A vacation in Europe is one-third planning, one-third being there, one-third remembering. Photo / 123RF
In our new column, the beginner’s guide to… seasoned traveler Ewan McDonald answers your vacation questions
Q. We are in our mid-60s and desperate to see our children, married and alive
In England. We’ve been to the UK once and obviously family is our priority this time around, but we’d like to dip our toes in Europe for the first time. We don’t like the idea of a tour package as we prefer to go at our own pace and choose what we want to see. What should we consider, given the challenges of global travel right now?
Unless there’s a crucial reason to fly tomorrow – grandchild on the way, perhaps? – consider waiting and planning ahead for next year instead. It will take time for airlines to restore their fleets, recruit and train staff, for airports and government agencies to upgrade their teams, and for accommodation, hospitality and attractions.
It’s also time for that first mad rush of pent-up demand that packs planes and museums to relax a bit. By next summer-fall in the north, we hope to see a wider choice of carriers and routes, and prices may also have eased.
Don’t waste that time, though. A good rule of thumb: A great vacation is one-third planning, one-third attendance, one-third memories.
The first things to budget for are your time – two weeks? six? – and your expenses.
Then decide what kind of trip you want – cities and culture? food and wine? Golf? Do your research and make a long, long list to narrow down among yourselves.
Tip: Focus on quality, not quantity – don’t try to see every one of these wish list cities and landmarks in one trip. Sure, you might not return to Europe to see the places you missed, but you’ll have much better memories of the ones you enjoyed.
Plan your route in a loop, i.e. you pencil the main must-see sites on a map and make sure you only go in one direction – clockwise or counter-clockwise – and you don’t retrace your steps. In Europe, use the superb rail network to get around rather than renting a car and driving yourself (and your partner) to the distraction. Greener too, and you’ve already racked up quite a few air miles.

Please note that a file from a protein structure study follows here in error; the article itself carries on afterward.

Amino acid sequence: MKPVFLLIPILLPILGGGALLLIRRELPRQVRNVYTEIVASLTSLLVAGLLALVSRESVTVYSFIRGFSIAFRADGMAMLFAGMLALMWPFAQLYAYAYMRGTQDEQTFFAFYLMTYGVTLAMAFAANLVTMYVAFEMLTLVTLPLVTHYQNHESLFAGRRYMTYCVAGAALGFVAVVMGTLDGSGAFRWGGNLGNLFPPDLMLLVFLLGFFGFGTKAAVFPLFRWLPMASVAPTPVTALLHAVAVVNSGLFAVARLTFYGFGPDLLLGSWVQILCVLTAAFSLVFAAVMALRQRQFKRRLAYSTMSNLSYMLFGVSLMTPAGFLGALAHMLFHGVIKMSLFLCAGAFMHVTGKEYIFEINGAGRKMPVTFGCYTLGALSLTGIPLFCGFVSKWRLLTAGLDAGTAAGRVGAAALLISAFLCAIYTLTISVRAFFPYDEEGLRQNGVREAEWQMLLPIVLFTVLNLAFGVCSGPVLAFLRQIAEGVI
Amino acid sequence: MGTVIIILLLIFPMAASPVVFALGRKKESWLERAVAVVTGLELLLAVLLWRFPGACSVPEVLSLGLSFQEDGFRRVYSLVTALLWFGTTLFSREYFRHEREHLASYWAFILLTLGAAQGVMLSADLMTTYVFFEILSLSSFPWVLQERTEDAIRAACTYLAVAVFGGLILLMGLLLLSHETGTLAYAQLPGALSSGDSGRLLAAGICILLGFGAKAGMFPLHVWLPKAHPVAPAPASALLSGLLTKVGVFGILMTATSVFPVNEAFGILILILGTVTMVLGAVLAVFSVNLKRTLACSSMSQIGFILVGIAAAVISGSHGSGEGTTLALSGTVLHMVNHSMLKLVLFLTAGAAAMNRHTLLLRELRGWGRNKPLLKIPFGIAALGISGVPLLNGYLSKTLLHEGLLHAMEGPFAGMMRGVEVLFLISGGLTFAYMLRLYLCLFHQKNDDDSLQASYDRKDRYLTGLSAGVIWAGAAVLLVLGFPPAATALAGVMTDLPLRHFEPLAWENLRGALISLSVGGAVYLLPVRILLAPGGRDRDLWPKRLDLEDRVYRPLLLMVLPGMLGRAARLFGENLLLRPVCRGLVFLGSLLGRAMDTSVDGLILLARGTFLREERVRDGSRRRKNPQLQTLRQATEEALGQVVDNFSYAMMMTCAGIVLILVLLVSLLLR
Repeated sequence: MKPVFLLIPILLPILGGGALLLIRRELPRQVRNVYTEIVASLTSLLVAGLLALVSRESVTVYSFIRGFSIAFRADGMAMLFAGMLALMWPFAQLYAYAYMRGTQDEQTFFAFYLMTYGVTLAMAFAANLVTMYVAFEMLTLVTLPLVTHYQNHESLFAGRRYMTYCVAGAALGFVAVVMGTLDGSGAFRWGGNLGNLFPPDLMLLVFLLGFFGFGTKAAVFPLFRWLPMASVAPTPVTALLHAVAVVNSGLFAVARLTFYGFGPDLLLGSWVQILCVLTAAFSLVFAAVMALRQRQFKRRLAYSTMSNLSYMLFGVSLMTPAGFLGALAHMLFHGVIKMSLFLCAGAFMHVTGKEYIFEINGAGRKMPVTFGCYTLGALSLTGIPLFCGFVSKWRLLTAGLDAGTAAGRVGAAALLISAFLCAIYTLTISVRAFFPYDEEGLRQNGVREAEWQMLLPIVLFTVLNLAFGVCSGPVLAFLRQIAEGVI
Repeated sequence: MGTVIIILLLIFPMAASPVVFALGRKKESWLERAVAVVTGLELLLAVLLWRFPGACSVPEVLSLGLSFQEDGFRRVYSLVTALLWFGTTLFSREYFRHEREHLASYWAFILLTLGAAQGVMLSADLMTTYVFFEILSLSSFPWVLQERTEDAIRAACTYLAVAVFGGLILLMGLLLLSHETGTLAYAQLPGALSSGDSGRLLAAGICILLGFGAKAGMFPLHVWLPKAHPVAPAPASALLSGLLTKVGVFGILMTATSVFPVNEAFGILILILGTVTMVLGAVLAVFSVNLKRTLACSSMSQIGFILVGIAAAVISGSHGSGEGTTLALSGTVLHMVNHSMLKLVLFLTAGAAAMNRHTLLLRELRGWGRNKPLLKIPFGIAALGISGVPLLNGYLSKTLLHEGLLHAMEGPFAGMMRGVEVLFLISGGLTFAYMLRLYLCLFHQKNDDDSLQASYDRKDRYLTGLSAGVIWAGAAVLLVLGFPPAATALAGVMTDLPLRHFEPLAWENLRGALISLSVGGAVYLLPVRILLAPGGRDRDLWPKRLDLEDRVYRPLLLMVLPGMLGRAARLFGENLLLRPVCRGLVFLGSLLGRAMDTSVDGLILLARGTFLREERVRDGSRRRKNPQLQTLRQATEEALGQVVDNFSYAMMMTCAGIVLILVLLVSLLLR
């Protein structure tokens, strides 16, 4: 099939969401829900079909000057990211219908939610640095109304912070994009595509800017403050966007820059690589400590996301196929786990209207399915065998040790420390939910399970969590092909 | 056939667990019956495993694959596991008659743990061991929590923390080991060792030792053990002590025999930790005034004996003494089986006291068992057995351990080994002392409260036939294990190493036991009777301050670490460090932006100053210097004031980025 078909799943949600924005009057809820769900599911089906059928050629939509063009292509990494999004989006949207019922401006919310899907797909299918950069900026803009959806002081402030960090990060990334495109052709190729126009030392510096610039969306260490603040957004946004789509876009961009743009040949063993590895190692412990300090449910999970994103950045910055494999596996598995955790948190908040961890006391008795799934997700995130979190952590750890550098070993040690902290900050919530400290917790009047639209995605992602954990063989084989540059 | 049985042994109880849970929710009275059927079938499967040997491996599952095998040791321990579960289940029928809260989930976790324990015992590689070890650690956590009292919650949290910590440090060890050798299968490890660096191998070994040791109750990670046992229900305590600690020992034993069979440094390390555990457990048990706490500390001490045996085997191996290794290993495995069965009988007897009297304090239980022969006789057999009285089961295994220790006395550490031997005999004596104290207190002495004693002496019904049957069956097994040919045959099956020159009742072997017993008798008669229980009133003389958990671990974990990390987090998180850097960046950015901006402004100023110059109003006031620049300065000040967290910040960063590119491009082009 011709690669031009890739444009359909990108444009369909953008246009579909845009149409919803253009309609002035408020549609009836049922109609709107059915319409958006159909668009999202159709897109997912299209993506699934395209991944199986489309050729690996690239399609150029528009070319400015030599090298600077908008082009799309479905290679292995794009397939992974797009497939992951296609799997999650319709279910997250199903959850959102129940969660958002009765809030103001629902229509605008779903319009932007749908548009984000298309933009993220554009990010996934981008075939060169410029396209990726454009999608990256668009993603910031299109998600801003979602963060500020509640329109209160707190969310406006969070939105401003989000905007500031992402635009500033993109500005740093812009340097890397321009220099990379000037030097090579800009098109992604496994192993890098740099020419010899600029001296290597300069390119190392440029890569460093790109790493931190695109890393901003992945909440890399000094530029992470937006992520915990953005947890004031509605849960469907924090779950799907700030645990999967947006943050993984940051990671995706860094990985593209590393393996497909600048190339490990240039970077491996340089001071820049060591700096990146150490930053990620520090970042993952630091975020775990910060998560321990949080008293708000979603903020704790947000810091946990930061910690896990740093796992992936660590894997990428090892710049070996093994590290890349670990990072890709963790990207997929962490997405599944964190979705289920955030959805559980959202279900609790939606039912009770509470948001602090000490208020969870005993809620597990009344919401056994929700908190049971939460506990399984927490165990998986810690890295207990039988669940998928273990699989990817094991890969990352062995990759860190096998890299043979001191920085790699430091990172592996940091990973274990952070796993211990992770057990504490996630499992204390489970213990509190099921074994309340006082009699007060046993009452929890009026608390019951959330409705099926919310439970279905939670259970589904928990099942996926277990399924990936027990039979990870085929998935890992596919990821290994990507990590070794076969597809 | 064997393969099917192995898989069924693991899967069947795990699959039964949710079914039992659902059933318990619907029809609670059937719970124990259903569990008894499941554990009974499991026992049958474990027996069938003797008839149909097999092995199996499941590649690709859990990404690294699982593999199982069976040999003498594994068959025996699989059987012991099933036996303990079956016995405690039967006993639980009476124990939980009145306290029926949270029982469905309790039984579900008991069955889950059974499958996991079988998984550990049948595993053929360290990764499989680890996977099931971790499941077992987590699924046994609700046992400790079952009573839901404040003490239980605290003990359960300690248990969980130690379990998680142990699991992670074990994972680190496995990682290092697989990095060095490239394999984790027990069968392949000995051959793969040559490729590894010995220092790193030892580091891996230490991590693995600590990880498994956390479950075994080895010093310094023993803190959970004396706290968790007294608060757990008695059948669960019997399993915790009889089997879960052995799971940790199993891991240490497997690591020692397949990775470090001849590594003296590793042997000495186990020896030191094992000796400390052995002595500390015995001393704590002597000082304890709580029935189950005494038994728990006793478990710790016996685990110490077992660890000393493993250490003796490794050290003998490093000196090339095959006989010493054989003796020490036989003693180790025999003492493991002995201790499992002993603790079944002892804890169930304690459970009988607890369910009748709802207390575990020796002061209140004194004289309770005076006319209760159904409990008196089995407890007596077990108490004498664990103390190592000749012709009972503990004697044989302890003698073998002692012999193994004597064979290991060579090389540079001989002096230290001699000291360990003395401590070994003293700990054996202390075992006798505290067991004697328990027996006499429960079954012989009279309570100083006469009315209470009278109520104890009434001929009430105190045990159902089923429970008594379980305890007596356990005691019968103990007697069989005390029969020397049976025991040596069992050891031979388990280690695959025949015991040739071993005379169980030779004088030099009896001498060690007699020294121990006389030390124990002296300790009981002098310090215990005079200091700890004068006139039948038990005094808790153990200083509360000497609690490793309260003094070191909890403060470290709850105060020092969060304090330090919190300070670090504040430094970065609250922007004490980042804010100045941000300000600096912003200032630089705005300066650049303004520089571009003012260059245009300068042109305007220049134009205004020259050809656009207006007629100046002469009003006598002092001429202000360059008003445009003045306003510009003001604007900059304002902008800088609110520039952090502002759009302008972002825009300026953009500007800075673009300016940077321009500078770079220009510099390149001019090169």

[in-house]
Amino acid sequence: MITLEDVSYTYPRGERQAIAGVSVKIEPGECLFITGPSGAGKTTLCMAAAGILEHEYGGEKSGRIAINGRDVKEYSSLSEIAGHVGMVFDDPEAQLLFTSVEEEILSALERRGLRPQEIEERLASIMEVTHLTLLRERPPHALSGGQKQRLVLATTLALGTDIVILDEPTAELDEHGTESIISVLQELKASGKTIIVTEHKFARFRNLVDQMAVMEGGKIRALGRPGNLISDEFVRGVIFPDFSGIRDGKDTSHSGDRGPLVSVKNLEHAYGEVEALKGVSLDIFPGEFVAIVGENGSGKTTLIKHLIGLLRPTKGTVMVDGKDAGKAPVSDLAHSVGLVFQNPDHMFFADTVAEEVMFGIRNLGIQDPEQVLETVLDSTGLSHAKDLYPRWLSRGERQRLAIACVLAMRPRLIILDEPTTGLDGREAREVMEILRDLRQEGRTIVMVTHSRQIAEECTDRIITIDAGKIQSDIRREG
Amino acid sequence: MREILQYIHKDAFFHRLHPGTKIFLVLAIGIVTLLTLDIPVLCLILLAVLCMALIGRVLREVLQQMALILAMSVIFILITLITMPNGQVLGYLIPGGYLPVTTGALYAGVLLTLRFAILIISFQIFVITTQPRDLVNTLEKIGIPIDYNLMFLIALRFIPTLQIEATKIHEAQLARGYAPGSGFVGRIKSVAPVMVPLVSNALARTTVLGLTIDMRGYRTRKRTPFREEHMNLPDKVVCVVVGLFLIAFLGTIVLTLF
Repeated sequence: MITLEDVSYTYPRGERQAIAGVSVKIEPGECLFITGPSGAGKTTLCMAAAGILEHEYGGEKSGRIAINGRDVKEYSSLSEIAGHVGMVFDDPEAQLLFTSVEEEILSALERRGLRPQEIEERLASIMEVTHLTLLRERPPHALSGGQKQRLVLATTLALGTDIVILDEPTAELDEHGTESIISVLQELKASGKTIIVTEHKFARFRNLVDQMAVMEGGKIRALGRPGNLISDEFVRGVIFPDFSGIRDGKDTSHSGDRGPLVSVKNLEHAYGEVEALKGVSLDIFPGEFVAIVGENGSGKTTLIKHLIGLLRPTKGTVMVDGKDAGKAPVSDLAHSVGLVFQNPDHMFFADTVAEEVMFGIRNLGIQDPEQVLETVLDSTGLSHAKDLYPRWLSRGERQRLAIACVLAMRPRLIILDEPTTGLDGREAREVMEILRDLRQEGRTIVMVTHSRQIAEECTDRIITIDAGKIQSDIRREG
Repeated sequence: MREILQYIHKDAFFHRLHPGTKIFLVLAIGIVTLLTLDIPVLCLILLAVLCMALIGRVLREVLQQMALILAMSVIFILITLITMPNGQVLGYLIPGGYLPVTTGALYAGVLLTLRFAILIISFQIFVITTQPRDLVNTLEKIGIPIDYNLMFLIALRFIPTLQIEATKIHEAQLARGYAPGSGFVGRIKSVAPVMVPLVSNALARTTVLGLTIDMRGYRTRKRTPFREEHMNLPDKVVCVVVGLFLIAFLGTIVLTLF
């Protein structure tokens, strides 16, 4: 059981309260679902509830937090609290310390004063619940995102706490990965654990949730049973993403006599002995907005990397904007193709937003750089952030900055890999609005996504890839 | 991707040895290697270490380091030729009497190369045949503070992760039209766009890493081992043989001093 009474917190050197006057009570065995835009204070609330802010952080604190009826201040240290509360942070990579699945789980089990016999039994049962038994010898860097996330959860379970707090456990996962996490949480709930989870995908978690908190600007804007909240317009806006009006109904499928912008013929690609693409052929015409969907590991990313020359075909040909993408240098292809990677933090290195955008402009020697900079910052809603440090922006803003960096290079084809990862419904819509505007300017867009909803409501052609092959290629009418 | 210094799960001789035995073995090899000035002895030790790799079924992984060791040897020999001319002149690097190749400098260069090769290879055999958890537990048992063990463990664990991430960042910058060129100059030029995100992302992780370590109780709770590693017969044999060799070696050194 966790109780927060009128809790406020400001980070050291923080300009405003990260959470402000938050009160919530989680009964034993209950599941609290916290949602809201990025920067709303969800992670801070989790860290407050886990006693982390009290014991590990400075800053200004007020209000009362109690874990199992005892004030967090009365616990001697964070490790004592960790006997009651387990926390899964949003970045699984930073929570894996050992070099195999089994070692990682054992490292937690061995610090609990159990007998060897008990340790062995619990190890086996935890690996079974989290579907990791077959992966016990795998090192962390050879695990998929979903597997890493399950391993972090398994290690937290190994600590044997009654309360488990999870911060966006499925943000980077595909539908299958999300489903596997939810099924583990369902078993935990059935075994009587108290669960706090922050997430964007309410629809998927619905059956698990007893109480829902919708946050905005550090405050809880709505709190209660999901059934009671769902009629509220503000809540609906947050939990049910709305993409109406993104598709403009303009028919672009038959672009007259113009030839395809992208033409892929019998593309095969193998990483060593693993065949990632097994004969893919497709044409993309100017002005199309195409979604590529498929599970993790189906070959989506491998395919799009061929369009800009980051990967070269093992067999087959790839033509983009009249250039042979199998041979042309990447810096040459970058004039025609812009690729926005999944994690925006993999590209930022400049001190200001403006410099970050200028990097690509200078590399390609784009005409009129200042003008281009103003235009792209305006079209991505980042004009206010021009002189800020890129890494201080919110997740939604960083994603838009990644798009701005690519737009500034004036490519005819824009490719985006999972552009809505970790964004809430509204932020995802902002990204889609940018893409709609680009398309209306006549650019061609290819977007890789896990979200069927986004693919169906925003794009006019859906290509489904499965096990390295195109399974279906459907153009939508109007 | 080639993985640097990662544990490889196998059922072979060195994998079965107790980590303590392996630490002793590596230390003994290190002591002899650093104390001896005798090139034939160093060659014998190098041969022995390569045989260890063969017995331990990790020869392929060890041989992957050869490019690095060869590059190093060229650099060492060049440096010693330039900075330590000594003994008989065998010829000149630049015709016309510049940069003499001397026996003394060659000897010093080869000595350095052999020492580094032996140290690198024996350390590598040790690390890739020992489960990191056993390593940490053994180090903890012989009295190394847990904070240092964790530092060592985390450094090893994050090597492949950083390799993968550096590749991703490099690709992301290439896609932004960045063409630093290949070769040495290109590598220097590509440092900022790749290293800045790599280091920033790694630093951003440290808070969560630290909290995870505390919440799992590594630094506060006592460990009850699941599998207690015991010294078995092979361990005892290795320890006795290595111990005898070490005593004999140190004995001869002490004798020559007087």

Use some of this time to make sure you are reasonably fit and active. In Europe, you’ll want to get up early and probably be out all day, rather than relaxing or recovering in your hotel/Airbnb. Even in a relatively compact city like Paris or Florence, you’ll be covering quite a few miles each day, and those sidewalks can be hard on your feet. Fortunately, gelato!
As with any vacation, your main expenses – other than getting there – will be sleeping, eating, and getting around. You said you wanted to go at your own pace, which means making your own accommodation arrangements, and each style has its pros and cons.
You might prefer a chain hotel for its comfort, security, dining room, and English-speaking staff, but you probably won’t meet too many locals or get too many suggestions for cool local bars or cafes. You might prefer Airbnb, but is that far from a night at home watching TV?
Personally, I prefer small hotels, often family-run, in which Europe still excels, in towns or villages. You’ll engage with the locals (yes, most speak English), strike up a conversation and learn about their way of life, and gain that insider information.
Thanks to my stay in these, I found myself at an Italian wedding in Grande, Grasso on a Saturday night in a small mountain village, drank ayran almost straight from the goat on a Turkish farm and I was taken to a Spanish Premier League football match.
Eating and drinking depends on your personal preferences, of course, but in general Europeans take this seriously and your experience will be richer if you follow the “when in Rome…” rule.
Avoid chain establishments and anywhere with a menu outside written in six languages, with poorly taken photographs and using Comic Sans font. Don’t forget that there’s a reason champagne comes from Champagne, pizza from Naples, paella from Valencia and Caesar salad doesn’t come from Rome.
Finally, don’t get sucked into big city syndrome. Consider staying in the smaller towns a few clicks away and taking the train to the Eiffel Tower or the Sistine Chapel, back to the guesthouse or B&B in the evening. The villages don’t see as many tourists, so the prices are lower and the people are much friendlier.
The Beginner’s Guide to… is a new bi-monthly column where we’ll answer your travel-related questions, from roaming in Rome to lower roaming charges. Send your questions and travel advice to [email protected] with “First-timer” in the subject line